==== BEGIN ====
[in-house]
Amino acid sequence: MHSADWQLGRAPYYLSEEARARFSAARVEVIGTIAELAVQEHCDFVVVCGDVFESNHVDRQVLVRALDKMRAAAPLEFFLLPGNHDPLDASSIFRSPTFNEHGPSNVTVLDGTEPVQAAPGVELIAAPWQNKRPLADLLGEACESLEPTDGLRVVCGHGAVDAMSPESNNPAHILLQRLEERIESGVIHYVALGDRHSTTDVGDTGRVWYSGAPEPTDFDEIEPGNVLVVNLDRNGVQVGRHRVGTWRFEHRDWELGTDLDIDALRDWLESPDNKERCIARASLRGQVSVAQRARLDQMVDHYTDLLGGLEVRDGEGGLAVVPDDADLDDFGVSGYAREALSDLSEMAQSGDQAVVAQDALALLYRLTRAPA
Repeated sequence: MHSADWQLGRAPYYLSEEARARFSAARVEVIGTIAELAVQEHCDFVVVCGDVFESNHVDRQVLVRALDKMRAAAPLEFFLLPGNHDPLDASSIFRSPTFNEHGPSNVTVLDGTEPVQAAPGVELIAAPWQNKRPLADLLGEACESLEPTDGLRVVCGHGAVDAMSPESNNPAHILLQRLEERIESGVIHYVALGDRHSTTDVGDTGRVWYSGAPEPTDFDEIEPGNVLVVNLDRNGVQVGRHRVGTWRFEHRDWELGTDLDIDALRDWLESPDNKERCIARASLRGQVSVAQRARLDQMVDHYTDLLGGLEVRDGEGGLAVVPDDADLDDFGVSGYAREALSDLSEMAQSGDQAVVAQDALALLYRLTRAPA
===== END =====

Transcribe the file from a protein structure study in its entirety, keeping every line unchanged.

[in-house]
Amino acid sequence: MHSADWQLGRAPYYLSEEARARFSAARVEVIGTIAELAVQEHCDFVVVCGDVFESNHVDRQVLVRALDKMRAAAPLEFFLLPGNHDPLDASSIFRSPTFNEHGPSNVTVLDGTEPVQAAPGVELIAAPWQNKRPLADLLGEACESLEPTDGLRVVCGHGAVDAMSPESNNPAHILLQRLEERIESGVIHYVALGDRHSTTDVGDTGRVWYSGAPEPTDFDEIEPGNVLVVNLDRNGVQVGRHRVGTWRFEHRDWELGTDLDIDALRDWLESPDNKERCIARASLRGQVSVAQRARLDQMVDHYTDLLGGLEVRDGEGGLAVVPDDADLDDFGVSGYAREALSDLSEMAQSGDQAVVAQDALALLYRLTRAPA
Repeated sequence: MHSADWQLGRAPYYLSEEARARFSAARVEVIGTIAELAVQEHCDFVVVCGDVFESNHVDRQVLVRALDKMRAAAPLEFFLLPGNHDPLDASSIFRSPTFNEHGPSNVTVLDGTEPVQAAPGVELIAAPWQNKRPLADLLGEACESLEPTDGLRVVCGHGAVDAMSPESNNPAHILLQRLEERIESGVIHYVALGDRHSTTDVGDTGRVWYSGAPEPTDFDEIEPGNVLVVNLDRNGVQVGRHRVGTWRFEHRDWELGTDLDIDALRDWLESPDNKERCIARASLRGQVSVAQRARLDQMVDHYTDLLGGLEVRDGEGGLAVVPDDADLDDFGVSGYAREALSDLSEMAQSGDQAVVAQDALALLYRLTRAPA